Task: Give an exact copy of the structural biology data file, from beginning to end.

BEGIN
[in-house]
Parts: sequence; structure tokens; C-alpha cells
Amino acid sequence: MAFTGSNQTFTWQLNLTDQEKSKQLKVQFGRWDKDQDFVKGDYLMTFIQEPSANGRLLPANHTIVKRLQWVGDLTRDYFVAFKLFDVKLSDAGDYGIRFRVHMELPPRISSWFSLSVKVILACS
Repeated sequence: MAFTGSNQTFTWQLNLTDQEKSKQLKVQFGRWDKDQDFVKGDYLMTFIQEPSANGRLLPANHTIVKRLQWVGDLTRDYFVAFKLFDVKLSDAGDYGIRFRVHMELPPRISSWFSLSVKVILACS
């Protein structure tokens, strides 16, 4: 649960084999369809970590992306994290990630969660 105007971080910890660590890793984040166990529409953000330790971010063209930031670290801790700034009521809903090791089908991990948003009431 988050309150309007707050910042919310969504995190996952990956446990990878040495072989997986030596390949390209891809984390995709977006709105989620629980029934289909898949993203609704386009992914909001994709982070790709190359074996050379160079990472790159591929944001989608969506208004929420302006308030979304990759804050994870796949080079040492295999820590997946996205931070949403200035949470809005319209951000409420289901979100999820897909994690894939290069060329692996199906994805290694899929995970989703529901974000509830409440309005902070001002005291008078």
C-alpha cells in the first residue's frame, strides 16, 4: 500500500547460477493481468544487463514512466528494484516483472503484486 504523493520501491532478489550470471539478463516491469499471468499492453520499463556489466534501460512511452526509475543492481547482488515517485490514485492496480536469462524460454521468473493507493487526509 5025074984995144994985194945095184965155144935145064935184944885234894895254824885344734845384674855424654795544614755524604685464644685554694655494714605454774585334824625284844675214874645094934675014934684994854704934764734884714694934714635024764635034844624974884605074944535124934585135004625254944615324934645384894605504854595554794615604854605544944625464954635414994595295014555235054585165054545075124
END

[in-house]
Parts: sequence; structure tokens; C-alpha cells
Amino acid sequence: MAFTGSNQTFTWQLNLTDQEKSKQLKVQFGRWDKDQDFVKGDYLMTFIQEPSANGRLLPANHTIVKRLQWVGDLTRDYFVAFKLFDVKLSDAGDYGIRFRVHMELPPRISSWFSLSVKVILACS
Repeated sequence: MAFTGSNQTFTWQLNLTDQEKSKQLKVQFGRWDKDQDFVKGDYLMTFIQEPSANGRLLPANHTIVKRLQWVGDLTRDYFVAFKLFDVKLSDAGDYGIRFRVHMELPPRISSWFSLSVKVILACS
């Protein structure tokens, strides 16, 4: 649960084999369809970590992306994290990630969660 105007971080910890660590890793984040166990529409953000330790971010063209930031670290801790700034009521809903090791089908991990948003009431 988050309150309007707050910042919310969504995190996952990956446990990878040495072989997986030596390949390209891809984390995709977006709105989620629980029934289909898949993203609704386009992914909001994709982070790709190359074996050379160079990472790159591929944001989608969506208004929420302006308030979304990759804050994870796949080079040492295999820590997946996205931070949403200035949470809005319209951000409420289901979100999820897909994690894939290069060329692996199906994805290694899929995970989703529901974000509830409440309005902070001002005291008078």
C-alpha cells in the first residue's frame, strides 16, 4: 500500500547460477493481468544487463514512466528494484516483472503484486 504523493520501491532478489550470471539478463516491469499471468499492453520499463556489466534501460512511452526509475543492481547482488515517485490514485492496480536469462524460454521468473493507493487526509 5025074984995144994985194945095184965155144935145064935184944885234894895254824885344734845384674855424654795544614755524604685464644685554694655494714605454774585334824625284844675214874645094934675014934684994854704934764734884714694934714635024764635034844624974884605074944535124934585135004625254944615324934645384894605504854595554794615604854605544944625464954635414994595295014555235054585165054545075124